Figure 1. The software structure of an M3W system.

The scope of this standard is limited to the specification of the M3W API and the specification of the realization technology for M3W. In figure 1, this means the L-shaped yellow part and its interfaces depicted by the green line.

The functional part of the M3W API, mentioned above as the Multimedia Platform, is specified in M3W Part 2 (ISO/IEC 23004-2). The non-functional parts, mentioned above as the Support Platform, as well as the specification of the realization technology, are specified in M3W Parts 3, 4, 5, 6, and 7 (ISO/IEC 23004-3, ISO/IEC 23004-4, ISO/IEC 23004-5, ISO/IEC 23004-6 and ISO/IEC 23004-7).

The core of M3W is the component model and core framework that provides the run-time-environment being responsible for, amongst others, the life cycle management, interoperability support and communication including remote method invocation. The core framework can be extended with a number of optional frameworks (illustrated in figure 2):

  • Resource Management: enabling the optimisation of the (perceived) Quality of Service for the user of the appliance. In practice this will usually mean the optimisation of the Quality of Service delivered by the functional part;
  • Download: enabling the transfer (download as well as upload) and management of new components to permanent storage of an M3W system;
  • Integrity Management: enabling the maintenance of a consistent software configuration for M3W. M3W systems have the ability to download and remove components, and also to register and un-register executable components. The Integrity Management framework enables the verification of the consistency of the current configuration, and when necessary, it can adapt the configuration in order to make the configuration consistent;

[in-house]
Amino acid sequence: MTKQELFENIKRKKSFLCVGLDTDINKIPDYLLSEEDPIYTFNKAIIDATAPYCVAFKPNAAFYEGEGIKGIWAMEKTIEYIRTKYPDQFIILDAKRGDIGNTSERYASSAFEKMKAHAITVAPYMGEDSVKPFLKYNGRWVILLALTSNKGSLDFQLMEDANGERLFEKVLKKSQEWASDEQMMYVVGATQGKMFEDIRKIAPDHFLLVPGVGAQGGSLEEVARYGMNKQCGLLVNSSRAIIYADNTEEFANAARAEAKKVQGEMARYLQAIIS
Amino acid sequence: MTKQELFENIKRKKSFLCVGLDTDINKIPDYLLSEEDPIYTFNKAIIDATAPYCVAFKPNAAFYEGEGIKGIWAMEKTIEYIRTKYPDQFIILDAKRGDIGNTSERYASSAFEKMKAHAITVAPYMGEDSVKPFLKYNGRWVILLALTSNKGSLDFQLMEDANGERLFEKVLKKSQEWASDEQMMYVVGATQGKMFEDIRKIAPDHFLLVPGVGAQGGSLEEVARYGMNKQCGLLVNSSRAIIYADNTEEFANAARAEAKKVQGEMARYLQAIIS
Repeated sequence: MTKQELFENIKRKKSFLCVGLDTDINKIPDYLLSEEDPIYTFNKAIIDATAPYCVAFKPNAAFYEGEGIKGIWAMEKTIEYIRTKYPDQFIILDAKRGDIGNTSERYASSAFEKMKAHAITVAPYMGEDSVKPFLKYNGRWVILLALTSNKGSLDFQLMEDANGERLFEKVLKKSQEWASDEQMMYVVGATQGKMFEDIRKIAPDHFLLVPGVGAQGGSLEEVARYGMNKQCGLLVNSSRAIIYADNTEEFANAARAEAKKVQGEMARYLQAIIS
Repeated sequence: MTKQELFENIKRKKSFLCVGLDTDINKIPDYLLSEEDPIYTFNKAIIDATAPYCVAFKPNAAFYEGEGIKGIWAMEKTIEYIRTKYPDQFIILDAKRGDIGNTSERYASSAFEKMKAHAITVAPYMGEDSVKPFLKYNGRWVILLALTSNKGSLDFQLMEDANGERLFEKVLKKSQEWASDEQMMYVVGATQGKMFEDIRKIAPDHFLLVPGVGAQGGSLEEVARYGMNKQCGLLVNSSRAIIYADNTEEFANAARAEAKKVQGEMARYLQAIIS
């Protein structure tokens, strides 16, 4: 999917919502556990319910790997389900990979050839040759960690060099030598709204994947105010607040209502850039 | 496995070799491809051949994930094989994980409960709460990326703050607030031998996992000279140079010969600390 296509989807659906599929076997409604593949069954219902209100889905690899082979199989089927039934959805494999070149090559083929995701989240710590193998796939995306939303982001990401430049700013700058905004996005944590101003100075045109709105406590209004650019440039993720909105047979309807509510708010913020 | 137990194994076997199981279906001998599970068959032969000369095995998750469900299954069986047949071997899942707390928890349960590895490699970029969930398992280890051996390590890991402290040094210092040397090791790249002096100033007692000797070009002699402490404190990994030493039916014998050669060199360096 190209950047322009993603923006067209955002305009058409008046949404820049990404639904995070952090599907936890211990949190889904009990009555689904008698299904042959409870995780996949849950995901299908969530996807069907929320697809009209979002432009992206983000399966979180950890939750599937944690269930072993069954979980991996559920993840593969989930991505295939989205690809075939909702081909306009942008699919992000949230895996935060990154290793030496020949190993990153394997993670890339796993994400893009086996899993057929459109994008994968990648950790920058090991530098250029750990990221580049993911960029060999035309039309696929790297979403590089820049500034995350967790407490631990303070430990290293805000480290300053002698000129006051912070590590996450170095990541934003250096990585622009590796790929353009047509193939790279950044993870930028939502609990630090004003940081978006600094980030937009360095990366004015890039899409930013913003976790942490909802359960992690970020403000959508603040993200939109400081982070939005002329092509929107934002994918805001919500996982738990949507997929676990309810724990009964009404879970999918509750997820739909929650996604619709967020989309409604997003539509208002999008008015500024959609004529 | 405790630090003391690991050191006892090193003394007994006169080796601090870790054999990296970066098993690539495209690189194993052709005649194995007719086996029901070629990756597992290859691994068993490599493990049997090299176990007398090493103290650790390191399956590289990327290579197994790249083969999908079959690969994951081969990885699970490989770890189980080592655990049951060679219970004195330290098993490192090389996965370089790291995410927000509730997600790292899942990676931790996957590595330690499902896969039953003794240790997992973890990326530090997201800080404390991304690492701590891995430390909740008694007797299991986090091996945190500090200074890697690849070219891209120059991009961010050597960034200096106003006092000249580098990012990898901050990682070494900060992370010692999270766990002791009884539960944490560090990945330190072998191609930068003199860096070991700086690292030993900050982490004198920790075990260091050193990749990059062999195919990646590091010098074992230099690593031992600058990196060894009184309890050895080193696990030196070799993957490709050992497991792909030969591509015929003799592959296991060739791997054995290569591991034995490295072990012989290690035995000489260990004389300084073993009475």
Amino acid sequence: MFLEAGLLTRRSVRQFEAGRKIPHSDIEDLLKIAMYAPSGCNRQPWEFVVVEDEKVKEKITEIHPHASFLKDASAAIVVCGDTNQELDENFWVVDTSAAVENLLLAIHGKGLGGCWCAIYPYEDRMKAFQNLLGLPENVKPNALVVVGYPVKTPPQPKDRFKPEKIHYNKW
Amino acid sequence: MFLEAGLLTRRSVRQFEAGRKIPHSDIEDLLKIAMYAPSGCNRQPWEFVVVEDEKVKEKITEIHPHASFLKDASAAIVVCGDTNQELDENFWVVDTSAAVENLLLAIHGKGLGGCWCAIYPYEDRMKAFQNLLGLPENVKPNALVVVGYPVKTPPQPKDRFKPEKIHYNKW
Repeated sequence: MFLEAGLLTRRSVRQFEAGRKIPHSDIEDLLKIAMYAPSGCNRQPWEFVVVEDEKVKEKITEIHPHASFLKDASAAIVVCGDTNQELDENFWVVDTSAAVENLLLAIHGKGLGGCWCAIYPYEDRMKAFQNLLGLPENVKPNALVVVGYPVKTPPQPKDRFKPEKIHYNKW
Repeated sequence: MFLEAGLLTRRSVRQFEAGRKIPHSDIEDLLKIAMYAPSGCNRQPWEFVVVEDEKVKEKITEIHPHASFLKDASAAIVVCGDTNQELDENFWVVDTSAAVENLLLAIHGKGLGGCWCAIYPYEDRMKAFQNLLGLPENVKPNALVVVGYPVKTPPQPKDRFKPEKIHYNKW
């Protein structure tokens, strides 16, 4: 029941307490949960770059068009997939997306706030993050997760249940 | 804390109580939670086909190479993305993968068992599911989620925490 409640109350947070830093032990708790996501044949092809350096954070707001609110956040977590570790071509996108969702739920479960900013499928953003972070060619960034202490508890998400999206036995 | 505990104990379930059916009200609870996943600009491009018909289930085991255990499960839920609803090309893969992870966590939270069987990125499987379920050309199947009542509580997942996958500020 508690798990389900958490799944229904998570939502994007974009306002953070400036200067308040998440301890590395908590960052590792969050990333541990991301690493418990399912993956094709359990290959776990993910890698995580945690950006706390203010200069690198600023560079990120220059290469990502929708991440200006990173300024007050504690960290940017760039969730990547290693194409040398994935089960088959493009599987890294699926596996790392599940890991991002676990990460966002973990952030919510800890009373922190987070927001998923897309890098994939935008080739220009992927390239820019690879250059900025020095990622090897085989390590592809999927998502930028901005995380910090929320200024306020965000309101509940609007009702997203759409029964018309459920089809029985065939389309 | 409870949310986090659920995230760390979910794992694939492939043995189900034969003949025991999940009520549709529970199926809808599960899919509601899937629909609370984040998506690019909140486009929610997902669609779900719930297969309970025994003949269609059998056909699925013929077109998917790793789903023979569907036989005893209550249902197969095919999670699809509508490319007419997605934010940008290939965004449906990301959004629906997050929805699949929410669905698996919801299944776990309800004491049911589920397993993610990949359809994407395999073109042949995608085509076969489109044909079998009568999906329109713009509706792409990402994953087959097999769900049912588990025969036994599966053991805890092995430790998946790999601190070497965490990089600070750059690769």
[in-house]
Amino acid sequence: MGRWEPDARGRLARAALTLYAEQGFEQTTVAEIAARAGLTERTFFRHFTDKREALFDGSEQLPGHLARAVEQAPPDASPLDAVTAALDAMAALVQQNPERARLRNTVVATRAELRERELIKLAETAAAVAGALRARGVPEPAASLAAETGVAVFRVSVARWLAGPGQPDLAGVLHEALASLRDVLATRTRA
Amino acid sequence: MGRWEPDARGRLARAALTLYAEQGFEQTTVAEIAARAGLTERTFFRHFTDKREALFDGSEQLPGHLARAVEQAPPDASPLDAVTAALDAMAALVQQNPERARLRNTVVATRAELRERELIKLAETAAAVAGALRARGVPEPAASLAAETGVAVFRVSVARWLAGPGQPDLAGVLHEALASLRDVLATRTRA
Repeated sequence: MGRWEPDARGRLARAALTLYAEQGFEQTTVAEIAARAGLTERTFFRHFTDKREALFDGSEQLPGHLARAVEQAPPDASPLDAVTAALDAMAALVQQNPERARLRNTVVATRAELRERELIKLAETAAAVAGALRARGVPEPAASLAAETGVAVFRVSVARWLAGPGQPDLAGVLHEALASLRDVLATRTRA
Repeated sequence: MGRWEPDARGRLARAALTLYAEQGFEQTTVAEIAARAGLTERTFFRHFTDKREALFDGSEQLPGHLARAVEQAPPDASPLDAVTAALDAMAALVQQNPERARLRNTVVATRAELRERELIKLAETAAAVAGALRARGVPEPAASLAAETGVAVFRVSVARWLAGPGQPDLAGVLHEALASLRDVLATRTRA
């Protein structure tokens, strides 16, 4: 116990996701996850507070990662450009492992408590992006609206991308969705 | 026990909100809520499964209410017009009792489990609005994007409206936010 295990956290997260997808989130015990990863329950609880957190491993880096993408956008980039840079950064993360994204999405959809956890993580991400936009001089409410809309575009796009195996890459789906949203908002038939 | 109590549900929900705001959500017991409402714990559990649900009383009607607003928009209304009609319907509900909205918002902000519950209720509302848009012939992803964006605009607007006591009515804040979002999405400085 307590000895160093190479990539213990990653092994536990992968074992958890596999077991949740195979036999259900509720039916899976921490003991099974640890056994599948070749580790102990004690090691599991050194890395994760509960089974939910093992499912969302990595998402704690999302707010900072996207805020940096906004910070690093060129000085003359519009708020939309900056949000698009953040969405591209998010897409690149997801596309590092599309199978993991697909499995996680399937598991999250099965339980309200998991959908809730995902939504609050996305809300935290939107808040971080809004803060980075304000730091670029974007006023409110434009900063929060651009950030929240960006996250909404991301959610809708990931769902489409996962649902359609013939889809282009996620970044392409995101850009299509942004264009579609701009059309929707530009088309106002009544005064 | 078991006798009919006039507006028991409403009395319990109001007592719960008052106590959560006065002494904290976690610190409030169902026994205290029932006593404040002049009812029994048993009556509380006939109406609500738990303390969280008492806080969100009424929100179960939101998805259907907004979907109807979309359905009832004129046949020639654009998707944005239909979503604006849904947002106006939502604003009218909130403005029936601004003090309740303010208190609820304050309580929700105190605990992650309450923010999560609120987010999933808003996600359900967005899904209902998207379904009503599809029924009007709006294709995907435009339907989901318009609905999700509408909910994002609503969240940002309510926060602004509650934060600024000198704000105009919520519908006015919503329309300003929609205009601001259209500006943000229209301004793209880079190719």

• Fault Management: enabling the transparent insertion of fault tolerance mechanisms in order to increase the dependability of an M3W system. In this context, ‘transparent’ means transparent for developers of M3W services (ISO/IEC 23004-3) as well as for the clients of these services

Please note that these optional frameworks are described in more detail in the M3W white papers on the respective subjects.

Figure 2. M3W frameworks.

3.    Summary

M3W API is intended to be a generic API. The M3W API can be suitable for use in multiple products with different capabilities. Examples could include an analogue television product family, a digital television product family, and a digital set-top box product family. These various families and products have significant overlap in the functionality they require from the platform, but there are also differences (e.g. some require an analogue video decoder, others do not). Supporting multiple products with different capabilities requires variation in the API; a single fixed API will not do. M3W provides flexibility in components, roles, inner objects, and realization. This diversity means that M3W can provide ease of use and broad compatibility.

3.    References

[1]   The Multimedia Middleware (M3W) requirements are in the annex to the Multimedia Middleware (M3W) Requirements Document Version 2.0 (ISO/IEC JTC1/SC29/WG11 N6981). A Call for Proposals derived from these requirements was issued at the 70th MPEG Meeting in Palma, Mallorca

[2]   ISO/IEC 23004, Information Technology — Multimedia Middleware, The M3W standard.